HAF Congratulates 2013 NextGen Essay Contest Winners

Washington, D.C. (October 9, 2013) - "Selfless service, noble ideals and the galvanization of a generation- these are all good things that stem from Sanatana Dharma. But simply doing Sandhyavandanam or following Ekadasi is meaningless if we do not understand the benefits of these practices," wrote Sandhya Devaraj, 23, one of the three first prize winners of the Hindu American Foundation's fifth annual NextGen Essay Contest.
 
"The intensive love that humanity has ever known has come from religion, and the most diabolical hatred that humanity has known has also come from religion...Nothing makes us so cruel as religion, and nothing makes us so tender as religion." - Swami Vivekananda
 
Young writers were asked how this quote inspired them to be Hindu American advocates. Contestants, in three categories based upon their age -- 14-17, 18-22, and 23-27 years -- were judged on their creativity, style, and focus by a six person panel consisting of HAF Executive Council members and staff. First and second prize winners were selected in each of the categories and awarded a prized gift check from HAF.
 
Devaraj, a 2011 HAF Congressional Intern, won the first prize of $500 in the age 23-27 category.
 
"The underlying beauty and purity of Hinduism comes from teachings such as Vasudhaiva Kutumbakam (We are all one family) and Ekam sat vipraha bahudha vadanti (Truth is one, the wise call it by many names)," expressed Sadhna Gupta. "We are incredibly lucky to be part of a faith that is so fundamentally accepting and progressive. Yet, in practice, religious tolerance and pluralism can only thrive when complemented by strong faith and advocacy."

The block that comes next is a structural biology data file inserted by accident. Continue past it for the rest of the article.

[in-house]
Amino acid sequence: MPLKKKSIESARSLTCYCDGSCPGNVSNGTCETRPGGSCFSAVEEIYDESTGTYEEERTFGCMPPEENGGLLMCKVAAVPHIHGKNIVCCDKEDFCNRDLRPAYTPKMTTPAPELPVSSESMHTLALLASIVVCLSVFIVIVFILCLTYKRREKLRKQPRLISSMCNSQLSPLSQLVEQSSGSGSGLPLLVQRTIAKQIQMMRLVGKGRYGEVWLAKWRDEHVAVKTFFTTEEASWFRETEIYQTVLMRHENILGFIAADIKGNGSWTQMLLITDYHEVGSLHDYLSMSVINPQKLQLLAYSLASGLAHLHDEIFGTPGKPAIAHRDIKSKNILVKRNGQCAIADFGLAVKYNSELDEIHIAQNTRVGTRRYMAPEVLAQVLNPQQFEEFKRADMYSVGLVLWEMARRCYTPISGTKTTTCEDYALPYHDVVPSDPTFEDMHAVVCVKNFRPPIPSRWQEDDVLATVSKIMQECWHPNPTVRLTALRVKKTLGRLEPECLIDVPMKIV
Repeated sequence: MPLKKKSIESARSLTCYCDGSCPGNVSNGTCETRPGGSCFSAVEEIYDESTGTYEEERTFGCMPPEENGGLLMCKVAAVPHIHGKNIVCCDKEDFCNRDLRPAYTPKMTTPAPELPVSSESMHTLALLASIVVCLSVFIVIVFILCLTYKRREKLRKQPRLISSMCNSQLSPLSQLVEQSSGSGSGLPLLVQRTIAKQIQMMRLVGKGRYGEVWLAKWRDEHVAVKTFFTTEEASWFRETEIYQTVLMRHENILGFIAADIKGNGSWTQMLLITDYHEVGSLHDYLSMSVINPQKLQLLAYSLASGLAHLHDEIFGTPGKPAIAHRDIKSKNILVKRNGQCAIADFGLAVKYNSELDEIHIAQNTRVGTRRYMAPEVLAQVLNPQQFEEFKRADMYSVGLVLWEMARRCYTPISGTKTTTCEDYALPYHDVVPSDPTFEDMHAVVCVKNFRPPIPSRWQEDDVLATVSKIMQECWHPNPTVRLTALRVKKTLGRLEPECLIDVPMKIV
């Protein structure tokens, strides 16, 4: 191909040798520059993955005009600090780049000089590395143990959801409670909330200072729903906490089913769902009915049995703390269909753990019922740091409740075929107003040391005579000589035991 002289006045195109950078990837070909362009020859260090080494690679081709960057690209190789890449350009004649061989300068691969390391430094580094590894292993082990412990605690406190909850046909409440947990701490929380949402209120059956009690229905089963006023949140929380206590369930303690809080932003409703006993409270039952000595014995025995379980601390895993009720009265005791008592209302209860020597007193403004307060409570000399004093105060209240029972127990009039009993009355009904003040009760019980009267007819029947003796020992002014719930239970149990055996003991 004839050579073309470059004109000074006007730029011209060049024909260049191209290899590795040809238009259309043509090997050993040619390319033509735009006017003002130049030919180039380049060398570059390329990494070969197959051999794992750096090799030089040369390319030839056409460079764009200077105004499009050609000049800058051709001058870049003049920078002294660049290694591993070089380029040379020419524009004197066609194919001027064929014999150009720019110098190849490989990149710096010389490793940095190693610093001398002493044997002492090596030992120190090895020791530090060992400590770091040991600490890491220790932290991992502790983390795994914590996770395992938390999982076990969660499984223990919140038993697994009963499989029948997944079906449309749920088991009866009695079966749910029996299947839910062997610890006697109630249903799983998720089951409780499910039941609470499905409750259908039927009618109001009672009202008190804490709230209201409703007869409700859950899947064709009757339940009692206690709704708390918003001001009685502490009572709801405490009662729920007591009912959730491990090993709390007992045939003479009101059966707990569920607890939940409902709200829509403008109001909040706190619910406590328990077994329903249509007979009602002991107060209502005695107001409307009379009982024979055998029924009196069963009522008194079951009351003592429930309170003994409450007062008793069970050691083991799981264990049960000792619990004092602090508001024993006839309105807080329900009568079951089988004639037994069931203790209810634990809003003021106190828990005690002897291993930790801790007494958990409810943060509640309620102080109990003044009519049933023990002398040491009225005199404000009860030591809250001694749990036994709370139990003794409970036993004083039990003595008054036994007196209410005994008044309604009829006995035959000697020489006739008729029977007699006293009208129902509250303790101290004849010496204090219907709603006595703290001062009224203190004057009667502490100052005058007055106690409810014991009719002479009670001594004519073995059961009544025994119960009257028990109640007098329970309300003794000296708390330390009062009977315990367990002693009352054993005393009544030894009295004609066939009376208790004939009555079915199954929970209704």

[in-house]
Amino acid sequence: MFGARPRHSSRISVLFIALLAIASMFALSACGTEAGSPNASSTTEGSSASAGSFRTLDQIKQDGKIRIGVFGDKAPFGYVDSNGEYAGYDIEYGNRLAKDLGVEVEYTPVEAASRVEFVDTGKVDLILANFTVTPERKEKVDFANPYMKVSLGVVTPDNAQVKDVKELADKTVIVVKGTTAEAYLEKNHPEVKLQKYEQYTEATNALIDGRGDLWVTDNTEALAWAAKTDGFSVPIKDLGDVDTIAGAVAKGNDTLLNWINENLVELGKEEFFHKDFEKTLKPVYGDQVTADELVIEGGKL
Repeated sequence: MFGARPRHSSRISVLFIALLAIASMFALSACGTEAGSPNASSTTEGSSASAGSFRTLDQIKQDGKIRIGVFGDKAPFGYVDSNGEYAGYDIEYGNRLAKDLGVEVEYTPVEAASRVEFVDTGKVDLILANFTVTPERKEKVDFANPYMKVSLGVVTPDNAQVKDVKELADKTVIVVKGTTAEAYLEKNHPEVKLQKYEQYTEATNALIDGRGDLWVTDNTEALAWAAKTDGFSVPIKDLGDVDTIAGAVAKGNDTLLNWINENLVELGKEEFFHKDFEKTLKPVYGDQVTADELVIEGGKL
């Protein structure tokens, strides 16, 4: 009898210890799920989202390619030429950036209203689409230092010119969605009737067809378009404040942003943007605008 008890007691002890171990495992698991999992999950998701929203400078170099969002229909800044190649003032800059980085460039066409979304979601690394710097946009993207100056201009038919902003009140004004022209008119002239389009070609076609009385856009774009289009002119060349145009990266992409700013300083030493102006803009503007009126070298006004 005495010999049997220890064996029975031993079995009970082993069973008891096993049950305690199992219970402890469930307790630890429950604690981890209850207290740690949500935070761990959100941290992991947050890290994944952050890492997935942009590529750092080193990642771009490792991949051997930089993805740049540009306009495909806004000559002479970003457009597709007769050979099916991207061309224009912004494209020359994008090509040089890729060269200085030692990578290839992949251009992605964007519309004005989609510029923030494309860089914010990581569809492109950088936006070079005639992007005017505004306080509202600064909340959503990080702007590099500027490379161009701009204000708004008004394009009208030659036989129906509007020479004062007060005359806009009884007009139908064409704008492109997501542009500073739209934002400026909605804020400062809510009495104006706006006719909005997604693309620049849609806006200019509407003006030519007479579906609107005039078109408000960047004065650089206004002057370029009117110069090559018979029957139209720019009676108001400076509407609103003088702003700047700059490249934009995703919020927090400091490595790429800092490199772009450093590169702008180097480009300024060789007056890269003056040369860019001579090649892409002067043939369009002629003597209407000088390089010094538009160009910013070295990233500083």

Gupta, 22, a resident of Washington, D.C., was awarded the first prize in the 18-22 age category and was a 2012 HAF Congressional Intern. Gupta has also served as a Kenan Institute of Ethics Research Fellow, where she explored the intersection of religion and refugee resettlement.
 
Preethi Bhat, a sophomore at Davis Senior High School in Davis, CA, received $150 and the first prize in the 14-17 age category. She thoughtfully reflected on her upbringing:
 
"Studying my faith with passion to understand my heritage; it is now more than ever that I have valued acquiring Hinduism's morals through my unique opportunity by visiting India every other year. My parents' commitment to their values has allowed me to experience India's rich culture, and it is these life lessons that my elders have lovingly given me that I bring back home to the United States of America."
 
"Religion kindles passion, which in turn evokes intense emotions and corresponding actions, whether for good or for bad," wrote Sohini Sircar, 24, and second prize winner of the 23-27 age category. Sircar is completing her Masters in Public Health at Yale University in New Haven, CT.
 
Hamsika Chandrasekhar, 22, a medical school at Stanford University, was awarded the second prize in the 18-22 age category, and has been a regular participant in the NextGen Essay Contest. Chandrasekar won the first prize in 2009 and again in 2010.
 
Antara Dattagupta, a junior at A&M Consolidated High School, was awarded the second prize in the 14-17 age category.
 
Dattagupta highlighted, "I have seen throughout my lifetime how religion has changed people, broken friendships and ultimately made others feel insecure of their lifestyle. My childhood friends who I used to see at Shloka class now call themselves atheists in order to 'fit in' at our High school."
 
Please click on the name of the winner to read his/her respective essay in its entirety.